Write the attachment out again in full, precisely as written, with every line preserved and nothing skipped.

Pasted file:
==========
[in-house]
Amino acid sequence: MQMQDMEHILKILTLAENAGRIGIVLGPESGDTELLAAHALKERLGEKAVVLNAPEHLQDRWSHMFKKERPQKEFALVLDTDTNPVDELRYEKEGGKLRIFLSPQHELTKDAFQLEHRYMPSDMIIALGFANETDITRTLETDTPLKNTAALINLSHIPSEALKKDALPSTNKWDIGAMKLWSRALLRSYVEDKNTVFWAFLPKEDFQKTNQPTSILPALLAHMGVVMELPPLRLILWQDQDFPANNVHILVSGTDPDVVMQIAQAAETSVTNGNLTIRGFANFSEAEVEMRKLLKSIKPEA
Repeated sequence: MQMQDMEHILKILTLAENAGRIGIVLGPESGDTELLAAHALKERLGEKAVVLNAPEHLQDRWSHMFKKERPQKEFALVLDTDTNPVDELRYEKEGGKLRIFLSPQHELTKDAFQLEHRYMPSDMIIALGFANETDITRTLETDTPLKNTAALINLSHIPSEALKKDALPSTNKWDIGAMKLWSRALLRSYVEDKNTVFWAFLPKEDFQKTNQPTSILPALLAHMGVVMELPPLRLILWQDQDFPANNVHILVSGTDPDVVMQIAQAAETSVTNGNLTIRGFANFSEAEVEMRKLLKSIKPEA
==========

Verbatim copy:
[in-house]
Amino acid sequence: MQMQDMEHILKILTLAENAGRIGIVLGPESGDTELLAAHALKERLGEKAVVLNAPEHLQDRWSHMFKKERPQKEFALVLDTDTNPVDELRYEKEGGKLRIFLSPQHELTKDAFQLEHRYMPSDMIIALGFANETDITRTLETDTPLKNTAALINLSHIPSEALKKDALPSTNKWDIGAMKLWSRALLRSYVEDKNTVFWAFLPKEDFQKTNQPTSILPALLAHMGVVMELPPLRLILWQDQDFPANNVHILVSGTDPDVVMQIAQAAETSVTNGNLTIRGFANFSEAEVEMRKLLKSIKPEA
Repeated sequence: MQMQDMEHILKILTLAENAGRIGIVLGPESGDTELLAAHALKERLGEKAVVLNAPEHLQDRWSHMFKKERPQKEFALVLDTDTNPVDELRYEKEGGKLRIFLSPQHELTKDAFQLEHRYMPSDMIIALGFANETDITRTLETDTPLKNTAALINLSHIPSEALKKDALPSTNKWDIGAMKLWSRALLRSYVEDKNTVFWAFLPKEDFQKTNQPTSILPALLAHMGVVMELPPLRLILWQDQDFPANNVHILVSGTDPDVVMQIAQAAETSVTNGNLTIRGFANFSEAEVEMRKLLKSIKPEA